It probably will be before I'm through

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imchongjun

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Hello, teachers.
Would you please tell me what the last line of the following passage means?

(Doan, a detective, is talking to a girl about a criminal)
"You mean he (=criminal) wants to come back and give himself up and answer for his crimes?"
"Yeah."
"And you're going to try to persuade him not to?"
"Not try," Doan corrected. "I am going to persuade him."
"But that's wrong! That's against the law!"
"It probably will be before I'm through," Doan admitted casually.

I guess "before I'm through" means "before I will have finished persuation", but I don't understand what the whole sentence means.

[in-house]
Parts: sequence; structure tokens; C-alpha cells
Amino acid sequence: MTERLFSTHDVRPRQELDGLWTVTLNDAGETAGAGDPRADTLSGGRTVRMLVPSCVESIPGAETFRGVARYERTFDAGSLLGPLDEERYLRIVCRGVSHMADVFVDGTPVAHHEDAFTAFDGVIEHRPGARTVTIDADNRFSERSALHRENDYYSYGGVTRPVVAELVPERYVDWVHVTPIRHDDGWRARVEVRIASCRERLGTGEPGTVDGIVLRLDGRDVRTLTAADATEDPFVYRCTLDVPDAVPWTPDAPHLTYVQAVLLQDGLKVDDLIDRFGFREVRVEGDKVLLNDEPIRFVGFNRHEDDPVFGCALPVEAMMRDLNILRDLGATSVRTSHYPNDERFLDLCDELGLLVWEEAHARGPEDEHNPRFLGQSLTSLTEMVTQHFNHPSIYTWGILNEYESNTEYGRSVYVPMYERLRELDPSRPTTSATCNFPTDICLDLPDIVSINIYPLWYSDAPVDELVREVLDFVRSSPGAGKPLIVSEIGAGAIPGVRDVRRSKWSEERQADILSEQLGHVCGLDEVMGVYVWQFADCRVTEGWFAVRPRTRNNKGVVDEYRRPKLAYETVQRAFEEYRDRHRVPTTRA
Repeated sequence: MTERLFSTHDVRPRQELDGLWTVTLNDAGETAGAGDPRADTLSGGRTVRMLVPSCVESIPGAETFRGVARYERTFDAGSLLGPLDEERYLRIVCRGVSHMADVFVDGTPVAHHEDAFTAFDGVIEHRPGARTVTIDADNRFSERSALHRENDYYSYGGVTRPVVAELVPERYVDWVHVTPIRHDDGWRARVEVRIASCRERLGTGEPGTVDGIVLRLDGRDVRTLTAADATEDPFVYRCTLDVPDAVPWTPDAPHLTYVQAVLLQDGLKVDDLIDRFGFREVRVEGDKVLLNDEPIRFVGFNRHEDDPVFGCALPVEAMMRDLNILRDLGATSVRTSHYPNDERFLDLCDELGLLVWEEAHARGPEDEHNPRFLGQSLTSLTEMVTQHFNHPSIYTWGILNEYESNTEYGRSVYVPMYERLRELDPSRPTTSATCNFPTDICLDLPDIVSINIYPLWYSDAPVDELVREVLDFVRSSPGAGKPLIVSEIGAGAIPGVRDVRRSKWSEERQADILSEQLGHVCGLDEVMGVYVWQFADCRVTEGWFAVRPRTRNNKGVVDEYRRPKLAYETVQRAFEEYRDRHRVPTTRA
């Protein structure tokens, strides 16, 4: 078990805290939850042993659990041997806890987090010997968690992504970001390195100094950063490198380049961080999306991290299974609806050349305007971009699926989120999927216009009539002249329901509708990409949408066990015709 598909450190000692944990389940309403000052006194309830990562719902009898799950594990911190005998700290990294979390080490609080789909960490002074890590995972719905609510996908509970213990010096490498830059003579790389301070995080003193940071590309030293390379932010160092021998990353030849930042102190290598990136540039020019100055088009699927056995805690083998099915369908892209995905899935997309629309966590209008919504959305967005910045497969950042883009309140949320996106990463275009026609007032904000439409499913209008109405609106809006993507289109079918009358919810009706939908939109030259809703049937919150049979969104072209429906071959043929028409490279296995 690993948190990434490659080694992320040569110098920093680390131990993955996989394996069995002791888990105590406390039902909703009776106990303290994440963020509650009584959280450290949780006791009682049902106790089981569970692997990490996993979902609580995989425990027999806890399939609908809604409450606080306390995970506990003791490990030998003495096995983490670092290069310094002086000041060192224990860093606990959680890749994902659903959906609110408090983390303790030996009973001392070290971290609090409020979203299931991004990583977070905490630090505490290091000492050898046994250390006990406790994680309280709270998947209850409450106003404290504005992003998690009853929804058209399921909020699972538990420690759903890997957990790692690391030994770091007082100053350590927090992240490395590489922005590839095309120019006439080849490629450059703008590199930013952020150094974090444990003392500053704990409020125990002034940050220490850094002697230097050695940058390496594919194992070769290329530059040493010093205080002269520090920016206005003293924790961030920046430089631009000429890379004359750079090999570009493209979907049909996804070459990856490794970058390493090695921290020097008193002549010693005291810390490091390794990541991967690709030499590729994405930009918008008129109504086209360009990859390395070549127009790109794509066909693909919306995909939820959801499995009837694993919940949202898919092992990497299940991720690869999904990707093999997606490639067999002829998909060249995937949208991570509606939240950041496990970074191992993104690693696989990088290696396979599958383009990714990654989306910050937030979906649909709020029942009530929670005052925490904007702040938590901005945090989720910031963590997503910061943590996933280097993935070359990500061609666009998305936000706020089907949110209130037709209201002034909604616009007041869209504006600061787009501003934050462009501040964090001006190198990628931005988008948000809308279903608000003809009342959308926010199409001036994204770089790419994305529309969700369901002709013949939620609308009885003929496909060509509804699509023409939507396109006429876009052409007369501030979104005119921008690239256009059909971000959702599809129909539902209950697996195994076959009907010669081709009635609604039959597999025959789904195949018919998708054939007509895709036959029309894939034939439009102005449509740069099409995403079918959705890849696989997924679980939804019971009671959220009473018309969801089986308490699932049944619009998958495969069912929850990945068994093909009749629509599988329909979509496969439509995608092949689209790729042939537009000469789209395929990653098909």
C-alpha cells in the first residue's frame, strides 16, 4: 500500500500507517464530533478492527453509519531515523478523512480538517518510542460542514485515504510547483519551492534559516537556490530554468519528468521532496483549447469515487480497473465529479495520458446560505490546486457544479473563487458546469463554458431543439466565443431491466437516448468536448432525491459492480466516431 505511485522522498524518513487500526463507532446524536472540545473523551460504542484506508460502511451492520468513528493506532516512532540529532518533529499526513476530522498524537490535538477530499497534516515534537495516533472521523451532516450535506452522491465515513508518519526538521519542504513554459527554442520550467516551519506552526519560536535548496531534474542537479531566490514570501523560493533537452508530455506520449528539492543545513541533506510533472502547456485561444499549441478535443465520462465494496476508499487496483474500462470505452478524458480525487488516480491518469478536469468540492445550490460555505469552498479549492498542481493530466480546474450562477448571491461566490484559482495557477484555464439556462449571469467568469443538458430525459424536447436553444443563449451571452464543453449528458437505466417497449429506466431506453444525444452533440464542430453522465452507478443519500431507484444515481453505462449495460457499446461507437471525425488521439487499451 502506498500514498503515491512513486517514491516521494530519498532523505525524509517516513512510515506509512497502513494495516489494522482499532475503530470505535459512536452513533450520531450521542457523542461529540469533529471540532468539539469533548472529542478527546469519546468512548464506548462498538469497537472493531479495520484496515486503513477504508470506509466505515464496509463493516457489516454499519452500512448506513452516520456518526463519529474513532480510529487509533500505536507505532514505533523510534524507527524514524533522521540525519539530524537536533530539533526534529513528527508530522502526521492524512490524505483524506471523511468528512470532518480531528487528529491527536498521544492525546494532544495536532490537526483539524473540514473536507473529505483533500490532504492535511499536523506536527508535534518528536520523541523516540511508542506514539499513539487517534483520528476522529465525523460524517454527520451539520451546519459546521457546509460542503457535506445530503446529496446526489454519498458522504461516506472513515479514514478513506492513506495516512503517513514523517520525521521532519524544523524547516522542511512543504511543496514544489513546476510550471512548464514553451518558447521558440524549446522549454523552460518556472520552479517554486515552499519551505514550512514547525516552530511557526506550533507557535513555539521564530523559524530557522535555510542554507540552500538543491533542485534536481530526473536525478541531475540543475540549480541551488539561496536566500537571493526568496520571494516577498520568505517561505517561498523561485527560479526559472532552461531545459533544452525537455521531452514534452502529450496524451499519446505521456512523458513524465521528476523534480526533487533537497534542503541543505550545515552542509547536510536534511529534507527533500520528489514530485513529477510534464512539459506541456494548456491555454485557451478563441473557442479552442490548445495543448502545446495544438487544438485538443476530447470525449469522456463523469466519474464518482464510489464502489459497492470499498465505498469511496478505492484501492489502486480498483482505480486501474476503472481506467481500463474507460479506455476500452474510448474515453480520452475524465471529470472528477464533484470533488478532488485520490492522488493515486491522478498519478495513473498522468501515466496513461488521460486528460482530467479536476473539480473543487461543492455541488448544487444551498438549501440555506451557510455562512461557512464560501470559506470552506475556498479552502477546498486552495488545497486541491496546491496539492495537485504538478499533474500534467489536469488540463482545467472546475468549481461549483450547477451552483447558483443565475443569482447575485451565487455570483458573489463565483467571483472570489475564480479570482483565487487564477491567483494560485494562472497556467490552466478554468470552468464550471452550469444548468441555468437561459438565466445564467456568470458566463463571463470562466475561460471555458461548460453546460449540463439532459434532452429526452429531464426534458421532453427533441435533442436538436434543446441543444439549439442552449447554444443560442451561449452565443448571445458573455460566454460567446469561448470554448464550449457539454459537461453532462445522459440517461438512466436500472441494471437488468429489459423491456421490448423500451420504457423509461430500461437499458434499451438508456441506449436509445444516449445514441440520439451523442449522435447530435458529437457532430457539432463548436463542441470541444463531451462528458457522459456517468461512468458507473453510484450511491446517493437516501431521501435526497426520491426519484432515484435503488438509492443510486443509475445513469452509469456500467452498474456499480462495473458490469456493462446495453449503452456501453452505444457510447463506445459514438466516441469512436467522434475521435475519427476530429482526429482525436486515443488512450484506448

David L.

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He isn't going to 'try' to persuade him, coax a confession out of him - he's going to extract one; and although he is an 'officer of the law' the ways and means he is going to use to 'persuade' him to confess, well, some of them with be tantamount to physical assault ie against the law!
 

imchongjun

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I see. Thank you very much. Now it is very clear!!
 
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